Not that the week gone by was hard, but I thought, and felt, that I’d put in a fair amount of physical effort. So we were looking forward to a couple of days quietly tending the potted plants in the New Galloway garden. But had there been sufficient rainfall to keep them alive?
The rose blossom was so heavy and fulsome that the new stem was bent horizontal. Safely propped behind a handy stick, in the early evening sunlight, the bloom seemed like an augury of our future. These days, we often feel we’ve bloomed and gone over, as a stick or two might be required to help us stand up or get about. But perhaps there’s still a blush of life in the old folks yet!
The resting times, however, are more and more frequent, and necessary. Sometimes we marvel at our fortitude of only a decade ago: how did we manage to do that?! Thinking along that track, I’d probably turn Damien Hurst’s shark into a different title: The physical impossibility of youth in the body of an old person. With a goldfish darting away from the predatory teeth. Then again, there are different ways to be vibrant, and they’re not all merely vicarious.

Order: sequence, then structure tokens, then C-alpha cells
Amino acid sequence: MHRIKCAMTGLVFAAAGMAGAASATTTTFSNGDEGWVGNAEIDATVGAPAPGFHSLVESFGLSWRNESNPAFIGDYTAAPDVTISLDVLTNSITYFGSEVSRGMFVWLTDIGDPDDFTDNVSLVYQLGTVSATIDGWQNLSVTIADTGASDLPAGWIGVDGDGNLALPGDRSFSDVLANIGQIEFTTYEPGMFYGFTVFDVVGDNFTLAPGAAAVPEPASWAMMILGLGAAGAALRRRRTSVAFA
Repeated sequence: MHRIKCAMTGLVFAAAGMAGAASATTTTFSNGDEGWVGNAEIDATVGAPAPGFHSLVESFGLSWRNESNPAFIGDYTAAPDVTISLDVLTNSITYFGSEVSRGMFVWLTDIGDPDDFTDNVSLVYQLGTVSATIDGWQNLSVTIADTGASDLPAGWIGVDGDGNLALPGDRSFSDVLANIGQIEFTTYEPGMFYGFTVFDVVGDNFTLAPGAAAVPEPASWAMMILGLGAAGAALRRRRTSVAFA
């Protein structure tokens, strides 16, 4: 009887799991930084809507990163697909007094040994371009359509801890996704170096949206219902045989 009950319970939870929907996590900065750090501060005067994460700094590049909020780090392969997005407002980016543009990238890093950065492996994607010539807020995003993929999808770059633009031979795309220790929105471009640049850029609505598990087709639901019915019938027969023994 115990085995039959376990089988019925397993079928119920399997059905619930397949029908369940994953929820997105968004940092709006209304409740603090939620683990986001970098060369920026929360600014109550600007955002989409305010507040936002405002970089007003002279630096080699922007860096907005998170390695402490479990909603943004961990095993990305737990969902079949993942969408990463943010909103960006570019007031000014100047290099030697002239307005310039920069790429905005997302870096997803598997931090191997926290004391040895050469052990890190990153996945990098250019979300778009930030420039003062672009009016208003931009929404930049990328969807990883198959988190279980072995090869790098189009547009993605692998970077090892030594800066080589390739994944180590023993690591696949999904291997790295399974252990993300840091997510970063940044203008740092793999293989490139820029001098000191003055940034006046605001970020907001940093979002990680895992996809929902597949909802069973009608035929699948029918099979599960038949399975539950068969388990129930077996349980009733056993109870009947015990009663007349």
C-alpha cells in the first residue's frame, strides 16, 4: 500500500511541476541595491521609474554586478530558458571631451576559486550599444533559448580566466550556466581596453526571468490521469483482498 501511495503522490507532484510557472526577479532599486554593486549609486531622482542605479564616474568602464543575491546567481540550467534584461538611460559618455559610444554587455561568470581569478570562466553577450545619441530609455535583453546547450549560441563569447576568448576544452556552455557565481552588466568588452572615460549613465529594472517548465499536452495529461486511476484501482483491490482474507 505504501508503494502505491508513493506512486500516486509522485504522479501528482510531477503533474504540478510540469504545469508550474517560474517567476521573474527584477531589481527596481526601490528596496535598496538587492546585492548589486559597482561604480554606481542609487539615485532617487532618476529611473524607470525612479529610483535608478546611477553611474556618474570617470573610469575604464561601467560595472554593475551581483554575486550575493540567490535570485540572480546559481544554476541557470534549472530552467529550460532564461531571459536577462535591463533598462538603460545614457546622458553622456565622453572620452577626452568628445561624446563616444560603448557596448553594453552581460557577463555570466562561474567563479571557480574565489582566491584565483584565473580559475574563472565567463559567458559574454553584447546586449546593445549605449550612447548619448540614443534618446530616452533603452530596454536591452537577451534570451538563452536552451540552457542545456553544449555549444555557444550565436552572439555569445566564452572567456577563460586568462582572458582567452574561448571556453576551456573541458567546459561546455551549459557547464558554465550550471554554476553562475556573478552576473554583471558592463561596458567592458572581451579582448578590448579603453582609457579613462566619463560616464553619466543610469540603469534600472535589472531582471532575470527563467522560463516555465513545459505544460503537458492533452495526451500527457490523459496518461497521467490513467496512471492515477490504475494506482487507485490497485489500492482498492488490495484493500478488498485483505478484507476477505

Now that the ageing hot tub is holding fresh, clean water again, we joke to ourselves that we’ll need a hoist to lift us up into the steaming ambience of a long, dusky summer evening. As long as we’re careful, however, we should still be able to indulge our aching limbs in a good soak without recourse to extra assistance. Getting out is another matter, but maybe with the aquatic respite, we’ll feel a little more limber.
Musing on the topic of ageing, I sense that there’s a lot of ‘on the one hand, this slowing down, but on the other hand, this remaining capacity.’ Looked at from one way, the glass is emptying, but from another, consider how much is left yet to drink, how good it tastes.
Like the opportunity to catch the special rose, in its full blossom. How much more might this vision of loveliness be appreciated, now, than when we were younger and busier, and rushing about getting on with things? The joy of time for contemplation, for the recognition of a fulsome flower, is one of the rewards which we might reckon we’ve earned. Or, more prosaically, have been fortunate enough to survive to see.
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